Ackermann’s Repository of Arts, July 1817.
The ensemble exhibits an interesting dichotomy of a very matronly cap, tied primly beneath the chin, with an extremely low-cut bodice that exposes both the bosom and the upper back. Personally, I think the dress would look much more becoming without the prim cap, but this late Regency era was a time when designers experimented with all sorts of accessories and embellishments in search of the next great look. Some efforts were less successful than others.
The print is described in the magazine as follows:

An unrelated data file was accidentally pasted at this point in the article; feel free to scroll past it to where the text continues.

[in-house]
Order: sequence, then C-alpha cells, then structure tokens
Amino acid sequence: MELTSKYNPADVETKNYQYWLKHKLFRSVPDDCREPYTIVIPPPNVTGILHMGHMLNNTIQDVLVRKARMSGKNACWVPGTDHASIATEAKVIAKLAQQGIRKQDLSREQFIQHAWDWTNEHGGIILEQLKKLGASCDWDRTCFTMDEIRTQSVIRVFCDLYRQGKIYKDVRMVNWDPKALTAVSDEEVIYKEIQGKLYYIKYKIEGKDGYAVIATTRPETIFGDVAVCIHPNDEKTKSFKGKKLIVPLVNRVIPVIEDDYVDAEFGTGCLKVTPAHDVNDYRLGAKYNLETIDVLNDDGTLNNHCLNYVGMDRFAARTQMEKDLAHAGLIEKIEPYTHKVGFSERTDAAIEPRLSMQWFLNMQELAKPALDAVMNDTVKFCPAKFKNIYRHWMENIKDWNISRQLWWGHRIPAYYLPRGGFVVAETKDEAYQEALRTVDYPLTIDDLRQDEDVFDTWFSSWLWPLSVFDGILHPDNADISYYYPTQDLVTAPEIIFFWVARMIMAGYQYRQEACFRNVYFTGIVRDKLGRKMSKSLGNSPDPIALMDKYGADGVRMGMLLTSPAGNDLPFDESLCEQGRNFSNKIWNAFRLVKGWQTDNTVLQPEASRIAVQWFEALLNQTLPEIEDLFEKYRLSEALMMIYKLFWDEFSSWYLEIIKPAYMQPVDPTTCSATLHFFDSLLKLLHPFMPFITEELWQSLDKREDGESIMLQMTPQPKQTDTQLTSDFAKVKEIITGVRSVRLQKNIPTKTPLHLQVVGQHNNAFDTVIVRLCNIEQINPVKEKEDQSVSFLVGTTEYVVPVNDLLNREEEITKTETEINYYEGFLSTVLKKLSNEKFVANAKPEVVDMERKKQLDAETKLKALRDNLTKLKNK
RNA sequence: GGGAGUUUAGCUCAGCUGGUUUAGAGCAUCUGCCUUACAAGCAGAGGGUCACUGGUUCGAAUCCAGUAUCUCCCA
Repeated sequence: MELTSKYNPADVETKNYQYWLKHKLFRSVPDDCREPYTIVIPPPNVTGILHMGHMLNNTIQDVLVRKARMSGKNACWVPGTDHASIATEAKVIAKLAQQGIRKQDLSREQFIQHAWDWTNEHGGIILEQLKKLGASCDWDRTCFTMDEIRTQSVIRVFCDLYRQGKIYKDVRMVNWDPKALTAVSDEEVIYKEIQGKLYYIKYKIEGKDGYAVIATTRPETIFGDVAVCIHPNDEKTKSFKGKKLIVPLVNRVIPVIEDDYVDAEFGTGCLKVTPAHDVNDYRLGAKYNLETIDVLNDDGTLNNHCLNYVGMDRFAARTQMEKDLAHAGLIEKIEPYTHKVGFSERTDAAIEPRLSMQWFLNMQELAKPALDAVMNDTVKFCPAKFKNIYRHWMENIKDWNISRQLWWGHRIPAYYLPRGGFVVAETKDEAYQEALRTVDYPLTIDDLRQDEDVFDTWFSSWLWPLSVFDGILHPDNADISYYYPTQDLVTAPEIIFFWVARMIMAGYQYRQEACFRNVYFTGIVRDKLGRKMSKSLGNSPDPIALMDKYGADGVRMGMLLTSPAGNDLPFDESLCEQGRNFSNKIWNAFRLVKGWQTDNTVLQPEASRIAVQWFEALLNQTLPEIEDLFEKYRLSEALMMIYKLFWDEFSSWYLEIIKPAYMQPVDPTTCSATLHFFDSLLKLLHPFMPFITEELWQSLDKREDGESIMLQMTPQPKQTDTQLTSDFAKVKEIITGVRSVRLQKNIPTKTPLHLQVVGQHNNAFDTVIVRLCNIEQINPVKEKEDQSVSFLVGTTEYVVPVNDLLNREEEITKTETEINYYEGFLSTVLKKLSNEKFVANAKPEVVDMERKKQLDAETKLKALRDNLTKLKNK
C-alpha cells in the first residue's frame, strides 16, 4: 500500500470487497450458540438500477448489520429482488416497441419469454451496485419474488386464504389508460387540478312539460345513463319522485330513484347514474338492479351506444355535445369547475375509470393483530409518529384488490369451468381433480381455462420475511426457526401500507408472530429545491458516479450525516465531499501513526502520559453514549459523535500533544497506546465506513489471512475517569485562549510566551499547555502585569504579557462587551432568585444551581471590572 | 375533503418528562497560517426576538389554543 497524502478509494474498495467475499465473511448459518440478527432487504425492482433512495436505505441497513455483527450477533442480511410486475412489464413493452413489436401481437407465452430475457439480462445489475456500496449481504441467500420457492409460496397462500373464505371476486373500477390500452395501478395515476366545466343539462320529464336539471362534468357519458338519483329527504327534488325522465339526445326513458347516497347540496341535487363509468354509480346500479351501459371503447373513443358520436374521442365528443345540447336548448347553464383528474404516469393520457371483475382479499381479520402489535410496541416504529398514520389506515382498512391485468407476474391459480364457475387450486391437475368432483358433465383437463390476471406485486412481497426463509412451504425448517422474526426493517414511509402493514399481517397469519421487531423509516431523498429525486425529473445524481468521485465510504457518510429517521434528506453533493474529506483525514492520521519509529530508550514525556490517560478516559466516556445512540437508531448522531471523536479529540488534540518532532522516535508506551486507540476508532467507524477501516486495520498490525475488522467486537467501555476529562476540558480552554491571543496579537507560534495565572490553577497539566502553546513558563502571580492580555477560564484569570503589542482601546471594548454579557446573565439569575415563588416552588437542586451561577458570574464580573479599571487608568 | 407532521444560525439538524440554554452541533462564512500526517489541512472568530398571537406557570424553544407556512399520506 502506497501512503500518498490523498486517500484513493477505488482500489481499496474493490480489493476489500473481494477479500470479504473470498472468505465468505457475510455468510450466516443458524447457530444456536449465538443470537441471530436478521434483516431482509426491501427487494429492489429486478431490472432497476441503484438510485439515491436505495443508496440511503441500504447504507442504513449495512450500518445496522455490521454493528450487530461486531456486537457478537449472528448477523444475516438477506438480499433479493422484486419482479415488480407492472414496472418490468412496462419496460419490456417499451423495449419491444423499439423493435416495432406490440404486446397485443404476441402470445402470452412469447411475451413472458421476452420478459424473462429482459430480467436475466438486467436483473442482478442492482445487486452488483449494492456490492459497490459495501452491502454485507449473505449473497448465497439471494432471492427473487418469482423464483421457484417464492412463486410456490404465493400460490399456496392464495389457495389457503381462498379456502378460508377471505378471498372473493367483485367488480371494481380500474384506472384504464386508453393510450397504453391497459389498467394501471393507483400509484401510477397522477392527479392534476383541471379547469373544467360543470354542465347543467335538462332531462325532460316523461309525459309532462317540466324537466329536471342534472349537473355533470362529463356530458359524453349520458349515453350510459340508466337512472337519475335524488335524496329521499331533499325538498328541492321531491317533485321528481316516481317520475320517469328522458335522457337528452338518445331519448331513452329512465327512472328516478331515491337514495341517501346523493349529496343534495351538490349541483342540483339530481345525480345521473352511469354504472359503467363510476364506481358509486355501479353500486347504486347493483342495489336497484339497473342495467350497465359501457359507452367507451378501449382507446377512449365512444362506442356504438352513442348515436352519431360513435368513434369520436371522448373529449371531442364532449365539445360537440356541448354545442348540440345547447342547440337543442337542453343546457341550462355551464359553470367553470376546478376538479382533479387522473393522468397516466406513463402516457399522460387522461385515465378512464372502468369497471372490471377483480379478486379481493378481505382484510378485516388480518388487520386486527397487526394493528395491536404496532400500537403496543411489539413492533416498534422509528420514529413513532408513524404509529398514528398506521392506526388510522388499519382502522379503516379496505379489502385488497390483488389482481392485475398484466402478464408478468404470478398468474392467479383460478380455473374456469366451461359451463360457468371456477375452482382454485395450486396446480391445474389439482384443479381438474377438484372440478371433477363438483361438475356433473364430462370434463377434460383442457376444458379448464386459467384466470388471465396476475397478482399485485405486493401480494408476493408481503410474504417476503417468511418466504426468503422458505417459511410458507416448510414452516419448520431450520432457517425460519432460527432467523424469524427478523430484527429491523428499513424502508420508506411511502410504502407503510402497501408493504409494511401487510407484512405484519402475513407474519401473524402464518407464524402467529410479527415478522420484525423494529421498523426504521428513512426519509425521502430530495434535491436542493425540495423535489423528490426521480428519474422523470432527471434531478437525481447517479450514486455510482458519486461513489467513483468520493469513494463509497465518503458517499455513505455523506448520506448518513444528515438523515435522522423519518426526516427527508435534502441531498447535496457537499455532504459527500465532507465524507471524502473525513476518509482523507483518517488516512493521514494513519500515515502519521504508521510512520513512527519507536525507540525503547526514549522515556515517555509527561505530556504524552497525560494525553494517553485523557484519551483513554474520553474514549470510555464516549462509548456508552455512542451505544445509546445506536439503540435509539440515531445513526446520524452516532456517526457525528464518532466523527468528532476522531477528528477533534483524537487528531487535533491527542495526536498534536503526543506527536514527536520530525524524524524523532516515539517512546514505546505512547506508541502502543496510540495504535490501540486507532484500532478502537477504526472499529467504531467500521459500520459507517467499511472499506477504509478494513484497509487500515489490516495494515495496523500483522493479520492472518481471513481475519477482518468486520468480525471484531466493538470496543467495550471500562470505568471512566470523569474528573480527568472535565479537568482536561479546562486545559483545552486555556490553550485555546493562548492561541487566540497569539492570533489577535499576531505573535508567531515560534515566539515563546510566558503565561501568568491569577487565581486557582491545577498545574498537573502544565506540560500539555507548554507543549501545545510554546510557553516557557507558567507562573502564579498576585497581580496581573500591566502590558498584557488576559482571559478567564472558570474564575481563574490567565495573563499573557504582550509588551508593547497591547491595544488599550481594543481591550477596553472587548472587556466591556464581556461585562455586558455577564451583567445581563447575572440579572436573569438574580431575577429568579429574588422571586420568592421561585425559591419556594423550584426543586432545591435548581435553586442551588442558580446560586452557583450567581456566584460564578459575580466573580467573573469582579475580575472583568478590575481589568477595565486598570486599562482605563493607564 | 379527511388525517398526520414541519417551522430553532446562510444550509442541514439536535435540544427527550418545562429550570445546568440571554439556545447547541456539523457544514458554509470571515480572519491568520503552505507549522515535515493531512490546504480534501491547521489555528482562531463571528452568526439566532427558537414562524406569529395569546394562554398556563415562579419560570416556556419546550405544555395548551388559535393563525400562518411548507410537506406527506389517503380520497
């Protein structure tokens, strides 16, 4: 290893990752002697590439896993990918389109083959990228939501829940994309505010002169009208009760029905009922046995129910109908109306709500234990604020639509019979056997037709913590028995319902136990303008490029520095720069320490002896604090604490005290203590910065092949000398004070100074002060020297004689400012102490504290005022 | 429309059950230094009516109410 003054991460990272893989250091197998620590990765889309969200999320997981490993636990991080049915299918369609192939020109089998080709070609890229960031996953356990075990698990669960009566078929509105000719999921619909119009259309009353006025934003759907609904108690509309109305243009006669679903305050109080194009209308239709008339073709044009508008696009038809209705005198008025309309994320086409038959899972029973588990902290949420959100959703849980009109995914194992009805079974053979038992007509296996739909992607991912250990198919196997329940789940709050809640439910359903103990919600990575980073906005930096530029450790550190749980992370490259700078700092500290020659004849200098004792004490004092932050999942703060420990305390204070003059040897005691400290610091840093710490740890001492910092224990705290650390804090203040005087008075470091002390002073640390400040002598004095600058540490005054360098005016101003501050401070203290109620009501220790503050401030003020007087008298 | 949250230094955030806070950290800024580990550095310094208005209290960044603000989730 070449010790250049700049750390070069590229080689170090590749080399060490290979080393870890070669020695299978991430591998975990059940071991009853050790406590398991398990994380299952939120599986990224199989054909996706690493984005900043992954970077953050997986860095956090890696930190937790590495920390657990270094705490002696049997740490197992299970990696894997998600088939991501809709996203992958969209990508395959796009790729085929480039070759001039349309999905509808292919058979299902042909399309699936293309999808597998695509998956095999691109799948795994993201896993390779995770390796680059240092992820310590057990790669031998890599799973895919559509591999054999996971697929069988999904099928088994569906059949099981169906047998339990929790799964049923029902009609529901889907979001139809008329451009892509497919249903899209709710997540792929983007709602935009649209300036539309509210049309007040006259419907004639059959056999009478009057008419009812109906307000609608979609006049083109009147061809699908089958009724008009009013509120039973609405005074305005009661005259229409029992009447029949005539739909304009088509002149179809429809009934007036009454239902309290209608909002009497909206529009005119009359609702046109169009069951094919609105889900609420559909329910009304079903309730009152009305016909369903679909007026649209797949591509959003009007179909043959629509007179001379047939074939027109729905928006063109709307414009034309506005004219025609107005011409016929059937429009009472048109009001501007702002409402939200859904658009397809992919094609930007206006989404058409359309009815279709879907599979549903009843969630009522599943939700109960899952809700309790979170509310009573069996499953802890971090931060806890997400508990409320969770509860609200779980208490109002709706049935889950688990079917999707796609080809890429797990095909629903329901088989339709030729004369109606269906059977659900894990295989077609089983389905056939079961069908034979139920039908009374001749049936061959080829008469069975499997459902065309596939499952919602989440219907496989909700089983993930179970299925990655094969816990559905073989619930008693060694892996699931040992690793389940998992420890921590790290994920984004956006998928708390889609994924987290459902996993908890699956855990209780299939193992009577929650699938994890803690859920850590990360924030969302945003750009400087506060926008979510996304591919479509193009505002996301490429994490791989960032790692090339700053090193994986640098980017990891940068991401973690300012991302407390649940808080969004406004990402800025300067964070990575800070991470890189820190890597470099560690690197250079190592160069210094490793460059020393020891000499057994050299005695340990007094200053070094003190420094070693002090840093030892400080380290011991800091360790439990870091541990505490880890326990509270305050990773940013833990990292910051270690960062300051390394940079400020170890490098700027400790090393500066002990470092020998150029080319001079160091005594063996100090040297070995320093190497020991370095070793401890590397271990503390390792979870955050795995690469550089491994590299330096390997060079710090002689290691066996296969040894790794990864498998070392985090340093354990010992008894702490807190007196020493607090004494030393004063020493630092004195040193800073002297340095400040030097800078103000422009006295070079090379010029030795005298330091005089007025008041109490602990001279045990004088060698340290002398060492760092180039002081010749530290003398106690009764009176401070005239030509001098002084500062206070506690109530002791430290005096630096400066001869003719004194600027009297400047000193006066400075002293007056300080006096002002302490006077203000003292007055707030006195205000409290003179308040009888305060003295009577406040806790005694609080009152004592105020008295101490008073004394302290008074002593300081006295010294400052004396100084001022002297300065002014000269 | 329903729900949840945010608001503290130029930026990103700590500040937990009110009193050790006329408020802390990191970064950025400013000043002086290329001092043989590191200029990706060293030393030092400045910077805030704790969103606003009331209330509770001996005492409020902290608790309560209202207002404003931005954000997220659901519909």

“A round dress, comprised of jaconet muslin, embroidered in small roses. The skirt is finished round the bottom with a profusion of rouleaus of clear muslin, which are fancifully wreathed with white satin. The body fastens behind; it comes high on the shoulder, but is cut very low round the bosom and back of the neck. The front forms the shape on a most becoming manner. Plain long sleeve, finished at the wrist to correspond with the skirt. Head-dress, cornette à la Ninon, composed of tulle and rouelaus of pale green satin. The crown is decorated with a wreath of leaves in pale green satin, to correspond with the rouleaus, and a broad lace set on very full. The cornette fastens under the chin, and has a full quilling of lace all round. The hair is parted so as to display the forehead and eyebrows, and dressed very light at the sides. Necklace and ear-rings, white cornelian mixed with gold. White kid slippers and gloves.”